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- Kinetic Schemes (2)
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- Computational Fluid Dynamics (1)
- Computer Assisted Tomograp (1)
- Crofton's intersection formulae (1)
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- Fraunhofer (ITWM) (6) (remove)

For some decades radiation therapy has been proved successful in cancer treatment. It is the major task of clinical radiation treatment planning to realise on the one hand a high level dose of radiation in the cancer tissue in order to obtain maximum tumour control. On the other hand it is obvious that it is absolutely necessary to keep in the tissue outside the tumour, particularly in organs at risk, the unavoidable radiation as low as possible. No doubt, these two objectives of treatment planning high level dose in the tumour, low radiation outside the tumour have a basically contradictory nature. Therefore, it is no surprise that inverse mathematical models with dose distribution bounds tend to be infeasible in most cases. Thus, there is need for approximations compromising between overdosing the organs at risk and underdosing the target volume. Differing from the currently used time consuming iterative approach, which measures deviation from an ideal (non-achievable) treatment plan using recursively trial-and-error weights for the organs of interest, we go a new way trying to avoid a priori weight choices and consider the treatment planning problem as a multiple objective linear programming problem: with each organ of interest, target tissue as well as organs at risk, we associate an objective function measuring the maximal deviation from the prescribed doses. We build up a data base of relatively few efficient solutions representing and approximating the variety of Pareto solutions of the multiple objective linear programming problem. This data base can be easily scanned by physicians looking for an adequate treatment plan with the aid of an appropriate online tool.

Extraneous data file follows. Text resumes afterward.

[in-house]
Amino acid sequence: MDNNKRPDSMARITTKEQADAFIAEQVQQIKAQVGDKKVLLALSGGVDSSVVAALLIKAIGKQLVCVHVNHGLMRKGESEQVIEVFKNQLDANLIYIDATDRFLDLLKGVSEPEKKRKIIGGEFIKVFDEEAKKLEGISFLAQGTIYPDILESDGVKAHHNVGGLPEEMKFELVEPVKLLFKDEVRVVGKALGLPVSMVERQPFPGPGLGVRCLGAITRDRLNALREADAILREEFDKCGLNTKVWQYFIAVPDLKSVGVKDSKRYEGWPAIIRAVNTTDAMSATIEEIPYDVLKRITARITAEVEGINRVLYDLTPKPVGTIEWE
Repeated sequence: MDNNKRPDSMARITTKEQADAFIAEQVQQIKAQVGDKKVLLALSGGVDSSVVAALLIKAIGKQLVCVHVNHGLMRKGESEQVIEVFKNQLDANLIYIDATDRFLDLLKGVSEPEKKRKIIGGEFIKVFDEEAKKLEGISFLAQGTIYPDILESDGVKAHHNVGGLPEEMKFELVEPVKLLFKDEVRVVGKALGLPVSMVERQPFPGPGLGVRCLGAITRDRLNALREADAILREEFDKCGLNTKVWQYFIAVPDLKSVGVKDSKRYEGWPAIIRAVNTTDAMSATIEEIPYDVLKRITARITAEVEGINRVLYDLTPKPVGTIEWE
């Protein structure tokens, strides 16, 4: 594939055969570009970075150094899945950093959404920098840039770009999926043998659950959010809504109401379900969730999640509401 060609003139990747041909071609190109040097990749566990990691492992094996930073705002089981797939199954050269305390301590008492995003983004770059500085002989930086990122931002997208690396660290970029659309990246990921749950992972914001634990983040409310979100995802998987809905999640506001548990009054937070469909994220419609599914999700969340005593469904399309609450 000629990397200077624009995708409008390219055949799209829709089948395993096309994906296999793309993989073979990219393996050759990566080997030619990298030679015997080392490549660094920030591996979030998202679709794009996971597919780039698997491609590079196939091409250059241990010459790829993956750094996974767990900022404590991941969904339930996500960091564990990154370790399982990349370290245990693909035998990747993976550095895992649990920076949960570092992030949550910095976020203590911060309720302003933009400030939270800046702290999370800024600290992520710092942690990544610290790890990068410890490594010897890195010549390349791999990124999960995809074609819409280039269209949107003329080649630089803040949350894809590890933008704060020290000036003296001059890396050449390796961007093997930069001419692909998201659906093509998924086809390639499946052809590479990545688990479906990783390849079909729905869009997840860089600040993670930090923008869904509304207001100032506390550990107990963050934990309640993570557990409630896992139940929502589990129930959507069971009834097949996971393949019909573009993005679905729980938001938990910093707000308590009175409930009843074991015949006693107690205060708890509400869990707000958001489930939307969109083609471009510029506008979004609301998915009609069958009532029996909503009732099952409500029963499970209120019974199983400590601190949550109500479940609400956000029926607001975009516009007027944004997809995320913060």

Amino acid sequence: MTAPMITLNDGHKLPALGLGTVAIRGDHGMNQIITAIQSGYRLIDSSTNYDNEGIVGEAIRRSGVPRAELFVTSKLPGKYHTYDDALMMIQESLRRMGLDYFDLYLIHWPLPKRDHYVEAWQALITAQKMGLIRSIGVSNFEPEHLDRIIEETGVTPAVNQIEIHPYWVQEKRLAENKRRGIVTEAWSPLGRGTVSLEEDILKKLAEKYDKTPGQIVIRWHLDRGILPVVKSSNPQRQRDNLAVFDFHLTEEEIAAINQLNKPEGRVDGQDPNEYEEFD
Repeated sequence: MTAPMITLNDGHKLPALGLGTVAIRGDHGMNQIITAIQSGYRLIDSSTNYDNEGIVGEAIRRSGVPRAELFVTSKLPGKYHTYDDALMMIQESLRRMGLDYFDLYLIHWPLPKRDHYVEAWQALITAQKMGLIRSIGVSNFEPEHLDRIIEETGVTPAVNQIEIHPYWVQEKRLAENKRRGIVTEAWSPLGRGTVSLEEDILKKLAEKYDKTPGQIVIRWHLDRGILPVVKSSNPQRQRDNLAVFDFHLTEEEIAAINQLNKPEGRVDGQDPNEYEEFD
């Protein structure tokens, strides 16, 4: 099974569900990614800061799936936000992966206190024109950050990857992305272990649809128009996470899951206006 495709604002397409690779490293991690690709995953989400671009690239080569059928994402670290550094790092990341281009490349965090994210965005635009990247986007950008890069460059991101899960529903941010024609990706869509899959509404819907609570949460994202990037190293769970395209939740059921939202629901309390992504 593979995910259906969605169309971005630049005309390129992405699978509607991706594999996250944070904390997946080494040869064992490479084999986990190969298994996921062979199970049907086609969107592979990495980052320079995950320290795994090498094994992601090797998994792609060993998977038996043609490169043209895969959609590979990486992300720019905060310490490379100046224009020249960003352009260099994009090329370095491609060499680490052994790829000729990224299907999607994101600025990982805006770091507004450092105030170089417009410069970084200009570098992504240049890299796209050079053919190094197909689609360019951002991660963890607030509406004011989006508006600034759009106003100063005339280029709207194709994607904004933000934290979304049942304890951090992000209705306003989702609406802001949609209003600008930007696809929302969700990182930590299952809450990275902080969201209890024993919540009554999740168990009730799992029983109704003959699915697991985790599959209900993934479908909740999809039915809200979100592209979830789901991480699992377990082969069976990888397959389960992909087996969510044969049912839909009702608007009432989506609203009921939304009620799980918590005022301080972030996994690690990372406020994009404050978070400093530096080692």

A general approach to the construction of discrete equilibrium dis- tributions is presented. Such distribution functions can be used to set up Kinetic Schemes as well as Lattice Boltzmann methods. The general principles are also applied to the construction of Chapman Enskog dis- tributions which are used in Kinetic Schemes for compressible Navier Stokes equations.

The relation between the Lattice Boltzmann Method, which has re- cently become popular, and the Kinetic Schemes, which are routinely used in Computational Fluid Dynamics, is explored. A new discrete velocity model for the numerical solution of Navier-Stokes equations for incom- pressible uid ow is presented by combining both the approaches. The new scheme can be interpreted as a pseudo-compressibility method and, for a particular choice of parameters, this interpretation carries over to the Lattice Boltzmann Method.

This paper deals with the characterization of microscopically heterogeneous, but macroscopically homogeneous spatial structures. A new method is presented which is strictly based on integral-geometric formulae such as Crofton's intersection formulae and Hadwiger's recursive de nition of the Euler number. The corresponding algorithms have clear advantages over other techniques. As an example of application we consider the analysis of spatial digital images produced by means of Computer Assisted Tomo- graphy.

Wicksell's corpuscle problem deals with the estimation of the size distribution of a population of particles, all having the same shape, using a lower imensional sampling probe. This problem was originary formulated for particle systems occurring in life sciences but its solution is of actual and increasing interest in materials science. From a mathematical point of view, Wicksell's problem is an inverse problem where the interesting size distribution is the unknown part of a Volterra equation. The problem is often regarded ill-posed, because the structure of the integrand implies unstable numerical solutions. The accuracy of the numerical solutions is considered here using the condition number, which allows to compare different numerical methods with different (equidistant) class sizes and which indicates, as one result, that a finite section thickness of the probe reduces the numerical problems. Furthermore, the relative error of estimation is computed which can be split into two parts. One part consists of the relative discretization error that increases for increasing class size, and the second part is related to the relative statistical error which increases with decreasing class size. For both parts, upper bounds can be given and the sum of them indicates an optimal class width depending on some specific constants.